In the last two decades, theres been a an enormous jump in technology available for protecting tanks. You cant just call it armor protection anymore, because what protects a tank these days is not just thick slabs of steel. During the 1980s, composite armor and ERA (Explosive Reactive Armor) were introduced. Composite armor was layers of metal, ceramics and other materials (the exact composition is kept secret). This combination proved much more resistant to all types of tank shells or missile warheads. ERA was blocks of explosives fitted to the outside of a tank. When a shell or missile hit a block of ERA, it exploded, and greatly diminished the penetrating effect. This complicated attempts to describe how thick armor was anymore. Thus began the practice of describing composite armor and ERA in terms if equivalent (to steel) thickness.
Composite armor and ERA made it safer to be inside a tank. For example, during the 1970s, the most common Russian 125mm tank gun shell, the BM-17, could penetrate 250mm of steel at 2,000 meters range. Russia also had a more expensive BM-12 shell (issued in smaller quantities) that could penetrate 350mm. The U.S. M-735 shell could go through 330mm at 2,000 meters. The most modern Russian tank at the time, the T-72, had maximum frontal armor of 350mm. But most of the T-72 was covered with thinner armor, and the most common Russian tank was still the T-55, with max armor of 200mm. The U.S. M-60 tanks had maximum armor of 260mm. Both Russian and American tanks used shaped charge (HEAT) shells, that could go through 400mm of armor.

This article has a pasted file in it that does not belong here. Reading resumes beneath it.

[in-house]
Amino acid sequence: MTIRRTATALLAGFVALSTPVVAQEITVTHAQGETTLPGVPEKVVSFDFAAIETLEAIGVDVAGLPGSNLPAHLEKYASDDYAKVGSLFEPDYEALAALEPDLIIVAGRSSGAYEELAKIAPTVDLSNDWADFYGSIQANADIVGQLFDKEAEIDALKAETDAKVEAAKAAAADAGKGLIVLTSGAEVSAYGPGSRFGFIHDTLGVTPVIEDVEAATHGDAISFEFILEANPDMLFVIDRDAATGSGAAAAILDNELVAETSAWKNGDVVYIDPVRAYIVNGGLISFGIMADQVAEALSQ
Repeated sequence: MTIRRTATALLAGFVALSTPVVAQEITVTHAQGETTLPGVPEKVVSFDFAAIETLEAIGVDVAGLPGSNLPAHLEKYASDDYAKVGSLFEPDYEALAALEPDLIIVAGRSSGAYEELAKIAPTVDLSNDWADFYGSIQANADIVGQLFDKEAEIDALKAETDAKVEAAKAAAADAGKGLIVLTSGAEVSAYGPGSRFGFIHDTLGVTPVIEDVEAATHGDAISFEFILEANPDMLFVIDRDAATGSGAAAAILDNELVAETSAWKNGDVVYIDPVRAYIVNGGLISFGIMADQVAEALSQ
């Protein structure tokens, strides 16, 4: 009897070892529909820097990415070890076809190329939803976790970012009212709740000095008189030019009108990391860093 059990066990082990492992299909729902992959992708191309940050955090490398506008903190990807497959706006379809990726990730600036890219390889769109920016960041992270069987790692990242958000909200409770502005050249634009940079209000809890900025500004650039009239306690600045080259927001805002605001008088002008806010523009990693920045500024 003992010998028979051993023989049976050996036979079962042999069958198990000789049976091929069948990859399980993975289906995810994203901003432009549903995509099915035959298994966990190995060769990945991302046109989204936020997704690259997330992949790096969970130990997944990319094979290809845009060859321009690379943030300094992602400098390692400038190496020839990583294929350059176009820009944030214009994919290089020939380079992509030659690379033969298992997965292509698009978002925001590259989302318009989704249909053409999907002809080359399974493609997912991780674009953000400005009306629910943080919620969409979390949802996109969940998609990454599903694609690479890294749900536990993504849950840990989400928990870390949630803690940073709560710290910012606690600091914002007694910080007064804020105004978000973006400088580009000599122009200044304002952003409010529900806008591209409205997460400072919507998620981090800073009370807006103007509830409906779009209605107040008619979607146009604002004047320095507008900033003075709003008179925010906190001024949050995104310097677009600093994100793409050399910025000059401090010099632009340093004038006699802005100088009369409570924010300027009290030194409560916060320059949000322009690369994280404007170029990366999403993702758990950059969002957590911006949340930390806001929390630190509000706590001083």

Today, the composite armor of the U.S. M-1A2 has equivalent armor thickness of 960mm against shells and 1620mm against HEAT. The Russian T-90 (the latest version) has a max of 850mm and 1200mm. But the max penetration for a Russian 125mm shell is 650mm at 2,000 kilometers (the BM-42M). Ukraine says it has a 125mm shell that can do 760mm. The U.S. 120mm M829A3 can go through 960mm, although the most widely used shell is the M829A2, which can only penetrate 750mm.
Thus, while the M-1 has a reputation for being invulnerable, it isnt. But as a practical matter, it has been because, so far, the M-1 has only encountered older tanks. In the two wars with Iraq, M-1s were facing T-72s, which had maximum armor of 430mm and a 125mm gun firing older ammo that had a penetration of 250mm or so. Iran or China, however, equip some of their tanks with ERA, giving them a protection of about 800mm. But more ominously, the 125mm guns of those tanks can use much better ammo, and get penetration of up to 700mm. The M-1 has a lot of thinner armor that can be ripped through with sells like that.
However, the M-1 does, at the moment, have the best combination of combat proven armor protection, very effective shells and well trained crews, in the world. The M-1 is also the most numerous of the tanks of its class (like the German Leopard or British Challenger) and is constantly upgraded. So while the M-1 is neither invulnerable nor invincible, but no foreign tank crew would look forward to going into battle against M-1s.